This one's a loaf rather than a baguette. "Pugliese" means "in the style of Puglia" (aka Apulia), a southern region of Italy on the Adriatic. They know how to make bread there. More about Publia below.

What's inside

Taste: Moderately sour.

Slice after slice -- think of the potential! And speaking of slicing, there are so many ways to slice this loaf. The straightforward straight down from top to bottom, then an inch over and do the same is great. But you can also cut off one of the ends and enjoy the greater percentage of crust with your EVOO. Or you can cut off a large piece of the end, turn the cut face down, and then proceed to slice your piece into two halves and use it as a super delicious hamburger bun or for a very thick Italian Cold Cuts Sandwich.

More than one way to slice this cat

I decided to add a picture which illustrates the sentence above, the one that says ". . . cut off a large piece of the end, turn the cut face down, and then proceed to slice your piece into two halves and use it as a super delicious hamburger bun or for a very thick Italian Cold Cuts Sandwich."

Looks attractive from this angle, does it not?


Here we have another very common shape for sourdough bread -- in your better bakeries. A round loaf of sourdough, a boule, which gets its name from the French word for 'ball'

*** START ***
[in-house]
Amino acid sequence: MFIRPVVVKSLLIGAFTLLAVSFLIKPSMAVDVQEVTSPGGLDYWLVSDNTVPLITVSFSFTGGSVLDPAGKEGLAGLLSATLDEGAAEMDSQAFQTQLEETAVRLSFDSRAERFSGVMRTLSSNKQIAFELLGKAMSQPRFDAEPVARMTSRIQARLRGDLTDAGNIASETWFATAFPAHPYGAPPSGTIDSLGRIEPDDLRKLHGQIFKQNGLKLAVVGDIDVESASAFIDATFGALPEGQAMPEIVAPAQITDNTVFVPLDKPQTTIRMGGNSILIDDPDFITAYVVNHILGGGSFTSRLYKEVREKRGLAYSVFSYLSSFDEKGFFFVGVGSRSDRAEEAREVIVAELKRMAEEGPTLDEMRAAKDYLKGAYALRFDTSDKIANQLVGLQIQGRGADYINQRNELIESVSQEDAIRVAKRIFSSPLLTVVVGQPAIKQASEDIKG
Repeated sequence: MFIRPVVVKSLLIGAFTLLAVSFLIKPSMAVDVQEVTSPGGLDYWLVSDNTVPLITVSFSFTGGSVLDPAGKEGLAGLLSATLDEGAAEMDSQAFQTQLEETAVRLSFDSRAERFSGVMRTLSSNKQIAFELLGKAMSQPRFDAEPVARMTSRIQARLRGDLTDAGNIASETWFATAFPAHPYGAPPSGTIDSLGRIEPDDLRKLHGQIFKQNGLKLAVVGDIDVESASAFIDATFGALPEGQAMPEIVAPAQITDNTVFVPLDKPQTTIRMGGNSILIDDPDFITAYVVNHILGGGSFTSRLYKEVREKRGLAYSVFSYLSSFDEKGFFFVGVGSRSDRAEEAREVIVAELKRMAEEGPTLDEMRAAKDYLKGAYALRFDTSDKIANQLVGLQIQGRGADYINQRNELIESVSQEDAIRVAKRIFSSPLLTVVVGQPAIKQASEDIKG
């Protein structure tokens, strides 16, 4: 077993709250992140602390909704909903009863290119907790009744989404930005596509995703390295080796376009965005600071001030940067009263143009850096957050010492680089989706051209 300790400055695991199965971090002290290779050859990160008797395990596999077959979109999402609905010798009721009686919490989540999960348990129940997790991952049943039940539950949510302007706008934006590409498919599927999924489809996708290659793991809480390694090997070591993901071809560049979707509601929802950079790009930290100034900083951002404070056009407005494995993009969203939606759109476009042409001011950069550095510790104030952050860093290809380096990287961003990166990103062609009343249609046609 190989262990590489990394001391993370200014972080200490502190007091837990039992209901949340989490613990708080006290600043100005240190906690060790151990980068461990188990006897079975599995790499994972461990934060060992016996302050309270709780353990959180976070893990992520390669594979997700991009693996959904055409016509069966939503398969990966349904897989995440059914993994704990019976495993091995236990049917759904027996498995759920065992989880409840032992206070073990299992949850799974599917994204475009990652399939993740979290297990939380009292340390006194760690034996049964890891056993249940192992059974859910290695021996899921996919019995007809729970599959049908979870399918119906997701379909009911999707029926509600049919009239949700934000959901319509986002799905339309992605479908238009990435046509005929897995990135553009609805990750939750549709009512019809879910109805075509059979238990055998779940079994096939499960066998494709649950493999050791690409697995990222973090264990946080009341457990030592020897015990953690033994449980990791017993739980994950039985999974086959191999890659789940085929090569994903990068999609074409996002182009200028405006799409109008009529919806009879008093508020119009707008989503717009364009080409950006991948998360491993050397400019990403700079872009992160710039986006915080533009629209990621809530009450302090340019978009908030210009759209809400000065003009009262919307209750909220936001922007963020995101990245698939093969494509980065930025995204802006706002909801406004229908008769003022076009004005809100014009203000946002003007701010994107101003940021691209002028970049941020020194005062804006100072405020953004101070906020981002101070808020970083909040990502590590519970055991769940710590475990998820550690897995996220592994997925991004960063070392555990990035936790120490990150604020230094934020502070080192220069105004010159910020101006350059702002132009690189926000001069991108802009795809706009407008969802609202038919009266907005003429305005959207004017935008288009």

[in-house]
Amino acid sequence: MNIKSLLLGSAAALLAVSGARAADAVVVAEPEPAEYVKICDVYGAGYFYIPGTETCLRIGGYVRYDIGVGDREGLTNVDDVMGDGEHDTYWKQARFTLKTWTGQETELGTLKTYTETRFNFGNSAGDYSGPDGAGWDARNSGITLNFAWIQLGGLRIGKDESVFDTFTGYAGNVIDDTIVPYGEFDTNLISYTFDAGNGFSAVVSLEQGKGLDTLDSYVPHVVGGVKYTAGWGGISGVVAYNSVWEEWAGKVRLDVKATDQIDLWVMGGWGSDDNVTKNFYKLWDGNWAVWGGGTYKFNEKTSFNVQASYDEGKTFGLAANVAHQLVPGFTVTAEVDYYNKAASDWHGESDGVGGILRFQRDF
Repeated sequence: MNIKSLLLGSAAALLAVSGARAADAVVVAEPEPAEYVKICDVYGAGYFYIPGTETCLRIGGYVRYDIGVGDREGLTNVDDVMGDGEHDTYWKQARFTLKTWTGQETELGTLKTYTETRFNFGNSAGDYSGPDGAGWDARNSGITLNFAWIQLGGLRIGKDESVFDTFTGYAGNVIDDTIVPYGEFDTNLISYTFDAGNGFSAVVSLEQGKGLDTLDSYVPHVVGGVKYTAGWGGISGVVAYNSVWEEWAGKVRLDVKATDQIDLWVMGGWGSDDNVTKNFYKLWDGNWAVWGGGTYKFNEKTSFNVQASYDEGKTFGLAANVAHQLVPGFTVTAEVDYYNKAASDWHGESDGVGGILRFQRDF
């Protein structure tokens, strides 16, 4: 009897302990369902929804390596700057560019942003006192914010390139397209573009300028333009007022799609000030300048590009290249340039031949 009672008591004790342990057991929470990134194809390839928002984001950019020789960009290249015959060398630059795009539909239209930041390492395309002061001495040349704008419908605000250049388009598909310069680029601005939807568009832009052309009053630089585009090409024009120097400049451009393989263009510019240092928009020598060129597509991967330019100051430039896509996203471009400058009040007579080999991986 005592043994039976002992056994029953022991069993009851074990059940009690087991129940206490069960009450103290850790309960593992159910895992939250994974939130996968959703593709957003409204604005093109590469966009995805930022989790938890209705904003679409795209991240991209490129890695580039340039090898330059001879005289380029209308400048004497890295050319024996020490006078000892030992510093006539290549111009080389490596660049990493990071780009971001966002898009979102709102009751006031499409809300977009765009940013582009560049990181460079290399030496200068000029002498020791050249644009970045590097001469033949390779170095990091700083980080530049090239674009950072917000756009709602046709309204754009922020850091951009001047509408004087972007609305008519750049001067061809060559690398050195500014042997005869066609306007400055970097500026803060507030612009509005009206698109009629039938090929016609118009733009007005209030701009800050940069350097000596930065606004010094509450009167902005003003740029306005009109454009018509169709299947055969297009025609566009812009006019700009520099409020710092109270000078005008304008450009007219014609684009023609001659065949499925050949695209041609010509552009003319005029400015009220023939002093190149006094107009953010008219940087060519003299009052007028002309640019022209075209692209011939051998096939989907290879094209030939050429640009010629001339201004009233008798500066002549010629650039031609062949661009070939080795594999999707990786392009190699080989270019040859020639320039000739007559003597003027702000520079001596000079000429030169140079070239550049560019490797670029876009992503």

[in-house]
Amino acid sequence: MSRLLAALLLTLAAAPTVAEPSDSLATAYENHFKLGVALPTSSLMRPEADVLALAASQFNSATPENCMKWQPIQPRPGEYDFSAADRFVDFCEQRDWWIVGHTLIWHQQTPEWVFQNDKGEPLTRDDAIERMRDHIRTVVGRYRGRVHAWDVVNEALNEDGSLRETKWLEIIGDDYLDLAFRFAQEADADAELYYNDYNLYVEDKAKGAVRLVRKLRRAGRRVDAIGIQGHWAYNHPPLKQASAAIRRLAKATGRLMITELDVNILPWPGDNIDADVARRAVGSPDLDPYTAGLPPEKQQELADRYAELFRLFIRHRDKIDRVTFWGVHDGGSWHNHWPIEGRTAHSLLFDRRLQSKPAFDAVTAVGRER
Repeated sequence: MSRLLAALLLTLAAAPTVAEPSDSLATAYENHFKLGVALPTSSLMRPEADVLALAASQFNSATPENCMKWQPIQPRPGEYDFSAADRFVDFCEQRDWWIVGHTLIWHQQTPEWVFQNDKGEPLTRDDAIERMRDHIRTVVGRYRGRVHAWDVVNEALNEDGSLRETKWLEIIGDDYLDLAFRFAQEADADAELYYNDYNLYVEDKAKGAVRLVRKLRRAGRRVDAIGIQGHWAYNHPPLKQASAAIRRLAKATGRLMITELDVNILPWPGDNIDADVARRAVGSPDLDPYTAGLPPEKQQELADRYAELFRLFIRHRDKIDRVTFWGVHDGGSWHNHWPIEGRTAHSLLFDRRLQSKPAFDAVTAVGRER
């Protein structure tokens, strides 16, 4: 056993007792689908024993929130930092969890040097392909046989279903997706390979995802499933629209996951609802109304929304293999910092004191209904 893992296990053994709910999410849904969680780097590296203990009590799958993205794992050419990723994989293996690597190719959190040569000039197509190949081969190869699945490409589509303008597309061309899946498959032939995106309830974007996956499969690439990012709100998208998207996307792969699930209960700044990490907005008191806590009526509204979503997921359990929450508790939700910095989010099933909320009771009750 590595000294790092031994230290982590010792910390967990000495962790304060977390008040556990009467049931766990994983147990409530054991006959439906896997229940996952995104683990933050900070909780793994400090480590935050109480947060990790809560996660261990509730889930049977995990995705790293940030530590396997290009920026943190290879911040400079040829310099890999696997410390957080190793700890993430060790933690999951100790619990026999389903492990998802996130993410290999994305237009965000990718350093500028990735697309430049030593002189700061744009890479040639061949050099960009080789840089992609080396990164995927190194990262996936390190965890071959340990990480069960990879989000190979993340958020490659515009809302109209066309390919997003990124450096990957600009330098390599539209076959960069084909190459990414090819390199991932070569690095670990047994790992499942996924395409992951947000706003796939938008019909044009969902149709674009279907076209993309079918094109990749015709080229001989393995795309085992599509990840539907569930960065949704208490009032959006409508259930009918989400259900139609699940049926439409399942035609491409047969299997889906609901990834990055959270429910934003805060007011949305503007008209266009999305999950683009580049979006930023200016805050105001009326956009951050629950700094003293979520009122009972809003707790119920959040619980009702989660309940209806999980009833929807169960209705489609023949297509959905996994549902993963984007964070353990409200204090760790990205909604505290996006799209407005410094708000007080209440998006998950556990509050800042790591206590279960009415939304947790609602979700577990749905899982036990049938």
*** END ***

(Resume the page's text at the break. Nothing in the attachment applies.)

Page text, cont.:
A boule need not always be sourdough. The shape and name of this loaf, interestingly, is the reason a French bakery is called a "Boulangerie" and the bread baker is called a "boulanger."

This is a very good shape for a loaf of bread because the shape presents you with so many opportunities to vary the size of the slices you want. Big slices from the very center can be used for very big sandwiches, of course, but they can also then be cut in half, grilled a bit, and then used for a Mahi Mahi burger. As you proceed towards the outer rim, of course, pieces get smaller and smaller and you can thus make just the size of sandwich you want.


"Diva" is the 1981 classic French film, which centers around a tape recording made surreptitiously of a famous operatic soprano -- a Diva -- who gives live performances but never makes CDs. The trouble that recording leads to!

One of he main characters, a good guy who lives in a loft around which his girlfriend roller skates, at one point demonstrates and explains the Zen of buttering a baguette. It is quite a scene.

Not sourdough, though. The baguette shown here one would challenge even Zen. But it would be worth the challenge.